How to force a browser cache refresh after updating WAB app

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12-08-2016 02:26 PM
AdrianWelsh
MVP Notable Contributor

Hi, I am hoping there is a 'simple' answer for this as I have seen a few complicated answers. Long story short, I have a  Web AppBuilder app that I built through the Developer edition (2.1) and it is hosted on my website. After it is posted and loaded, if I update certain aspects of the app and change them on the web, they do not reflect due to the browser cache (as far as I am aware).

Robert Scheitlin, GISP‌ pointed me to a couple of very helpful threads but I feel like I need just a little more help so I am posting a new question (sorry GeoNet). 

In this thread,

Refreshing Web Appbuilder 

Stan McShinsky‌ asks how to refresh WAB. His conclusion was to edit that last few lines of the main index.html file to reflect this:

<script src="env.js?ver=1.1"></script>  
<script type="text/javascript" src="simpleLoader.js?ver=1.1"></script>  
<script type="text/javascript" src="init.js?ver=1.1"></script> 

He indicated he had little success with this, so I'm a little hesitant on making these changes. Question, what does adding "ver=1.1" do and what can improve this?

In this thread,

Automate Cache Clearing - Web App Builder 

Sam Libby‌ linked back to a stacked overflow post that mentions how to 'control web page caching' here:

http - How to control web page caching, across all browsers? - Stack Overflow 

This sounds like a good answer but I am not sure how to make the changes suggested in the SO post. There are many ways to "set" the change (including using PHP, node.js, ASP, Ruby, etc etc) but I am not skilled enough to know what change I need to make in my app. Question, can someone point me in the right direction on which change I need to make to my Developer Edition WAB application, based on the link above, on how to 'control web browser cache'? 

Since that thread was written eight years ago, would it be safe-ish to assume that changing the HTML4  code section would be the right answer?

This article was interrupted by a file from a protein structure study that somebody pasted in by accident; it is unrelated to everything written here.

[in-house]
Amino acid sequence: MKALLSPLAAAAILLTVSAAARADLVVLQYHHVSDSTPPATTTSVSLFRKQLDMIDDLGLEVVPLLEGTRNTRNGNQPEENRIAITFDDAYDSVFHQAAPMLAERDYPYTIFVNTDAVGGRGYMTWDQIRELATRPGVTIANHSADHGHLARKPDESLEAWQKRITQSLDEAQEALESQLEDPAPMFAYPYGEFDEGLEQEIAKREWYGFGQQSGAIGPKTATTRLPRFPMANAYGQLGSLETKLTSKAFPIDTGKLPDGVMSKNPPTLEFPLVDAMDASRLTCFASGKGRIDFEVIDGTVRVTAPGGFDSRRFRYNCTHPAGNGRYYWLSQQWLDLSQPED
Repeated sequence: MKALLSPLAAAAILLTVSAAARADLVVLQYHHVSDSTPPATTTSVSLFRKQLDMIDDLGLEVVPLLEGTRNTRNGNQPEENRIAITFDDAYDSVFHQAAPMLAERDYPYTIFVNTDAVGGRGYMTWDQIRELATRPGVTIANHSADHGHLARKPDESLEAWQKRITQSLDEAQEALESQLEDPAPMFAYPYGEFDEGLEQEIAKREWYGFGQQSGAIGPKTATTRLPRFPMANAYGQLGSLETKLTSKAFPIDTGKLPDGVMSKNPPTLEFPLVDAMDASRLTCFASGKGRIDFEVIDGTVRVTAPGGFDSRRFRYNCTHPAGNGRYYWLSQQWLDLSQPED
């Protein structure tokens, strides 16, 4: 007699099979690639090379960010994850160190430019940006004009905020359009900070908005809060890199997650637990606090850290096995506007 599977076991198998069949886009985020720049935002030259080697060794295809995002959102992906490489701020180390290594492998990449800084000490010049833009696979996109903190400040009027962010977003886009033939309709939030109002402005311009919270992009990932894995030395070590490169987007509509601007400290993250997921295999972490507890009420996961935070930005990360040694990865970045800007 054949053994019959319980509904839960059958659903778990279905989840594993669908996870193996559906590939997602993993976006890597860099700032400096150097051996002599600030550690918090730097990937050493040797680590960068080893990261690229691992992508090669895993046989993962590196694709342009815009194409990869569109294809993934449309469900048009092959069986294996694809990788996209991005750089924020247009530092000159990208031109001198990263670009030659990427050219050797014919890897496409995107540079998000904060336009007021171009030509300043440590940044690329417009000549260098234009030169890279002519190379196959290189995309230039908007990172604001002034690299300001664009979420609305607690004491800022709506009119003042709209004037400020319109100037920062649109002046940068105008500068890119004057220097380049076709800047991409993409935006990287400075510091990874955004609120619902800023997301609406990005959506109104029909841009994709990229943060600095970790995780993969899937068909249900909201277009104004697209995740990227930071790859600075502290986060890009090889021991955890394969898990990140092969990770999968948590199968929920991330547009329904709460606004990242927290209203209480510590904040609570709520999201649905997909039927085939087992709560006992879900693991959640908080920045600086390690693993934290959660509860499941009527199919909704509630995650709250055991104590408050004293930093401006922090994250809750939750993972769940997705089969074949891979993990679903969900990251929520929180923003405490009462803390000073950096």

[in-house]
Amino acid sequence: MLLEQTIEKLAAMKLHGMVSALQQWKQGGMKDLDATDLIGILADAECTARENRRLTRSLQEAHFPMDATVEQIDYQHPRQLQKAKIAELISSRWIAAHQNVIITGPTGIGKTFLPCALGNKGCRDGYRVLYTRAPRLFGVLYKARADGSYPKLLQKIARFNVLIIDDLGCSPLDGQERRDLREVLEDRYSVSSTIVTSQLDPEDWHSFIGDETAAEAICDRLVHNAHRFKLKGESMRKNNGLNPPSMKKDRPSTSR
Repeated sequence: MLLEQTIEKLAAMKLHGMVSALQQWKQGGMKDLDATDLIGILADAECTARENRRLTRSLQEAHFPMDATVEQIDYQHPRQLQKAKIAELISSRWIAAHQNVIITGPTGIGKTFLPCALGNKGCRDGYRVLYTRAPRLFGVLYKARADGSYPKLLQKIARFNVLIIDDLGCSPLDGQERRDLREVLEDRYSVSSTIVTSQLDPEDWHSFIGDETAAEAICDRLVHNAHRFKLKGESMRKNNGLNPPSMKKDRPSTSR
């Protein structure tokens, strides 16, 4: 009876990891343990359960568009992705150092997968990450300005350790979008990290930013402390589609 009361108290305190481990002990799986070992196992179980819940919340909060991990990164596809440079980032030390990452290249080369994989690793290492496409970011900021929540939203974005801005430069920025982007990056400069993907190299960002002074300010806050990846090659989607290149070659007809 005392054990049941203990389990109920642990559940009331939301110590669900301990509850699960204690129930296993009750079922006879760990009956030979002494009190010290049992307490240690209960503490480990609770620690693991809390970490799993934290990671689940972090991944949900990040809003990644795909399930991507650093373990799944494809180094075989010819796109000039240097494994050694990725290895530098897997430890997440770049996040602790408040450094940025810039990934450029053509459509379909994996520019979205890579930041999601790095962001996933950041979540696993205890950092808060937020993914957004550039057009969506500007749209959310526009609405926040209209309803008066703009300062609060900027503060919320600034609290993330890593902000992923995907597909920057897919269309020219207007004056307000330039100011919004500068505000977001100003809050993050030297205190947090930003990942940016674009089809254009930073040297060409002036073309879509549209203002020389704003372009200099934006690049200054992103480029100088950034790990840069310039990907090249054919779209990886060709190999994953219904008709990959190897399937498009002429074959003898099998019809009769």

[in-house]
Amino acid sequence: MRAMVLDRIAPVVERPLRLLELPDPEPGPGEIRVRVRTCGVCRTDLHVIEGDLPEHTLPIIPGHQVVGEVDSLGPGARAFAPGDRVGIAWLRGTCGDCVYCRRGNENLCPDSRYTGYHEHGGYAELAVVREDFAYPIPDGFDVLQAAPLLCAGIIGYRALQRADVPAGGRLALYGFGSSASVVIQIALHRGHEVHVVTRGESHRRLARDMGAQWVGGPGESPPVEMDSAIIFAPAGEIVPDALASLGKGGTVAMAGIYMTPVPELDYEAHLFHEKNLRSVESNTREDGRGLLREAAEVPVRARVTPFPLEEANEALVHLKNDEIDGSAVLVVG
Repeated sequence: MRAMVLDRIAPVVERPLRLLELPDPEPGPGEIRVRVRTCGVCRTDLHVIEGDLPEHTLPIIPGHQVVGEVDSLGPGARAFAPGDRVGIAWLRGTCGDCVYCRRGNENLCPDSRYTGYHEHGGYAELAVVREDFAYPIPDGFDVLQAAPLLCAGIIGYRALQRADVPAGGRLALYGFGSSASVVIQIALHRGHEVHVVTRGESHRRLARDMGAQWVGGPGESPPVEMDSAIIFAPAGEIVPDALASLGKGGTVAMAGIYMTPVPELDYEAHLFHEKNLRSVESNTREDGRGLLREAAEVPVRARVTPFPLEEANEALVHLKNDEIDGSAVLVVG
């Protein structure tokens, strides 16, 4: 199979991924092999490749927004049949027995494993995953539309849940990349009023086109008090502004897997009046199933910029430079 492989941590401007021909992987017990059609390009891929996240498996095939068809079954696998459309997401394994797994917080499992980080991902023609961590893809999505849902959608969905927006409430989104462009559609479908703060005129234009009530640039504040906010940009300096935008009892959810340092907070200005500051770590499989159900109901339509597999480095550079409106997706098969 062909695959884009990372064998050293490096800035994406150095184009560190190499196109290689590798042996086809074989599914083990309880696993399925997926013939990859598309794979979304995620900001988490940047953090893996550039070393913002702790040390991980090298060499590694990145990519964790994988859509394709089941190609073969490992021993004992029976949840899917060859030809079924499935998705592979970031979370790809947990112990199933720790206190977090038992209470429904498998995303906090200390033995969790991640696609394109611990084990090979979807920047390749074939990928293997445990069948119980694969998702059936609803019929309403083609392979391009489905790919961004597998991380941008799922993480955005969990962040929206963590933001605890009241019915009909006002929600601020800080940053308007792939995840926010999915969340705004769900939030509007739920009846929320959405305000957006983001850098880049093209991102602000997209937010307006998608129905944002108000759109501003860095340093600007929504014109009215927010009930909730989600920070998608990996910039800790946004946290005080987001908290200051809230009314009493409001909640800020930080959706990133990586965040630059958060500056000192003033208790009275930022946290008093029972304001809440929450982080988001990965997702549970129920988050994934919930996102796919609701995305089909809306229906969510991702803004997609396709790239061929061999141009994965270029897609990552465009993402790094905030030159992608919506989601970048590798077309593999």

<meta http-equiv="Cache-Control" content="no-cache, no-store, must-revalidate" />
<meta http-equiv="Pragma" content="no-cache" />
<meta http-equiv="Expires" content="0" />

Thanks in advance and sorry for the long post!

19 Replies
StanMcShinsky
Regular Contributor

Adding text after the "?" like "?ver1.1" is suppose to tell the browser that there is a new version of the file and should grab it. If is is the same file name the browser keeps a local copy to make things faster. You could set up some code to add a time value after the ? so every time you open the web page it will be a new file name for the javascript file. By adding the ver1.1 it just allows you to control when you want the browser to update the needed files. This sounds like it should work, but like I said before I have not got this to work for WAB yet. unless someone knows how to do it.

AdrianWelsh
MVP Notable Contributor

Stan,

This makes sense. I have not tried it but I suppose it won't really hurt so I will try it soon. I too would like to know of someone who might have had success with something like this.

Thanks,

Adrian

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RebeccaStrauch__GISP
MVP Esteemed Contributor

When posting a link to this discussion on the resource list, I noticed I had a link to this site

Refreshyourcache.com - The Guide to Clear your Browser Cache! 

That is more for manually refreshing I believe, but good to include in your discussion.

AdrianWelsh
MVP Notable Contributor

Becky,

I agree, it is a little too manual for what I am looking for, but still it's a great resource that delivers easy info all in one space. Thanks for sharing this!

~Adrian

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AdrianWelsh
MVP Notable Contributor

Ok, I tried putting in Stan's code AND that HTML4 code block both into my index.html file. Neither one appeared to have forced the browser cache refresh. Does that mean virtually nothing can be done? Or maybe wait a day or so and see if refreshes happen on their own?